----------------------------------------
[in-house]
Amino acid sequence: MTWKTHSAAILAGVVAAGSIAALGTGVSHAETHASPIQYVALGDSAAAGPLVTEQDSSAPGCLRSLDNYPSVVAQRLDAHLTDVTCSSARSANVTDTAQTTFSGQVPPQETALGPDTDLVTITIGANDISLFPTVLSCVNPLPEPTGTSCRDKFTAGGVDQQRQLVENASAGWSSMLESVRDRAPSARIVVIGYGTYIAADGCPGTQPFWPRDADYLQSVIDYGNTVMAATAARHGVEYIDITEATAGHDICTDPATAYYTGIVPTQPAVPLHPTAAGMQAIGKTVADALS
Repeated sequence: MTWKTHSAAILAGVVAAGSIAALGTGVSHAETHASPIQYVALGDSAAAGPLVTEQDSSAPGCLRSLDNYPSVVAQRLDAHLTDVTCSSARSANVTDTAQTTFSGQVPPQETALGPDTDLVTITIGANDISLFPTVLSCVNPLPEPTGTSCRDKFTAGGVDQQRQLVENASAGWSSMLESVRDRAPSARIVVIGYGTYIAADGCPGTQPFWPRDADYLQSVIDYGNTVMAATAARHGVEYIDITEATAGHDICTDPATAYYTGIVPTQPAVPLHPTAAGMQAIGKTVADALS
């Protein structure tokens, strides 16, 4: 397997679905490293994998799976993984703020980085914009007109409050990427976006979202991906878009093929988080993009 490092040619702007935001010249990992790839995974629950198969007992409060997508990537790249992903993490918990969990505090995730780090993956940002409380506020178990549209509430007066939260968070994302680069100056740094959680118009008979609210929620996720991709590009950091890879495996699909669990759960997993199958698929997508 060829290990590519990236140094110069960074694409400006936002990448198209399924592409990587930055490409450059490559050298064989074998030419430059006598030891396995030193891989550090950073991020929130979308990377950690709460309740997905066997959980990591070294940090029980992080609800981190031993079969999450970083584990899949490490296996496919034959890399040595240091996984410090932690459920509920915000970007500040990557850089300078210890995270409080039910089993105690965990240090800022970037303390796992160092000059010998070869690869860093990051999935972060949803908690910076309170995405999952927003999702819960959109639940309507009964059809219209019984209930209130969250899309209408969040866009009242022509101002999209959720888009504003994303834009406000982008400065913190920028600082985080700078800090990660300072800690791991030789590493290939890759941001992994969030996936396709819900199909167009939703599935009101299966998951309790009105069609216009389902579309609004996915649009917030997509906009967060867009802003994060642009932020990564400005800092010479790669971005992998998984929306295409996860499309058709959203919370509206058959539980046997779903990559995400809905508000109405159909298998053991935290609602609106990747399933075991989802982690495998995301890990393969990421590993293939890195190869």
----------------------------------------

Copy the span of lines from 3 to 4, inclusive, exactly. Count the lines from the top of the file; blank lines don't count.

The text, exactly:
Repeated sequence: MTWKTHSAAILAGVVAAGSIAALGTGVSHAETHASPIQYVALGDSAAAGPLVTEQDSSAPGCLRSLDNYPSVVAQRLDAHLTDVTCSSARSANVTDTAQTTFSGQVPPQETALGPDTDLVTITIGANDISLFPTVLSCVNPLPEPTGTSCRDKFTAGGVDQQRQLVENASAGWSSMLESVRDRAPSARIVVIGYGTYIAADGCPGTQPFWPRDADYLQSVIDYGNTVMAATAARHGVEYIDITEATAGHDICTDPATAYYTGIVPTQPAVPLHPTAAGMQAIGKTVADALS
């Protein structure tokens, strides 16, 4: 397997679905490293994998799976993984703020980085914009007109409050990427976006979202991906878009093929988080993009 490092040619702007935001010249990992790839995974629950198969007992409060997508990537790249992903993490918990969990505090995730780090993956940002409380506020178990549209509430007066939260968070994302680069100056740094959680118009008979609210929620996720991709590009950091890879495996699909669990759960997993199958698929997508 060829290990590519990236140094110069960074694409400006936002990448198209399924592409990587930055490409450059490559050298064989074998030419430059006598030891396995030193891989550090950073991020929130979308990377950690709460309740997905066997959980990591070294940090029980992080609800981190031993079969999450970083584990899949490490296996496919034959890399040595240091996984410090932690459920509920915000970007500040990557850089300078210890995270409080039910089993105690965990240090800022970037303390796992160092000059010998070869690869860093990051999935972060949803908690910076309170995405999952927003999702819960959109639940309507009964059809219209019984209930209130969250899309209408969040866009009242022509101002999209959720888009504003994303834009406000982008400065913190920028600082985080700078800090990660300072800690791991030789590493290939890759941001992994969030996936396709819900199909167009939703599935009101299966998951309790009105069609216009389902579309609004996915649009917030997509906009967060867009802003994060642009932020990564400005800092010479790669971005992998998984929306295409996860499309058709959203919370509206058959539980046997779903990559995400809905508000109405159909298998053991935290609602609106990747399933075991989802982690495998995301890990393969990421590993293939890195190869």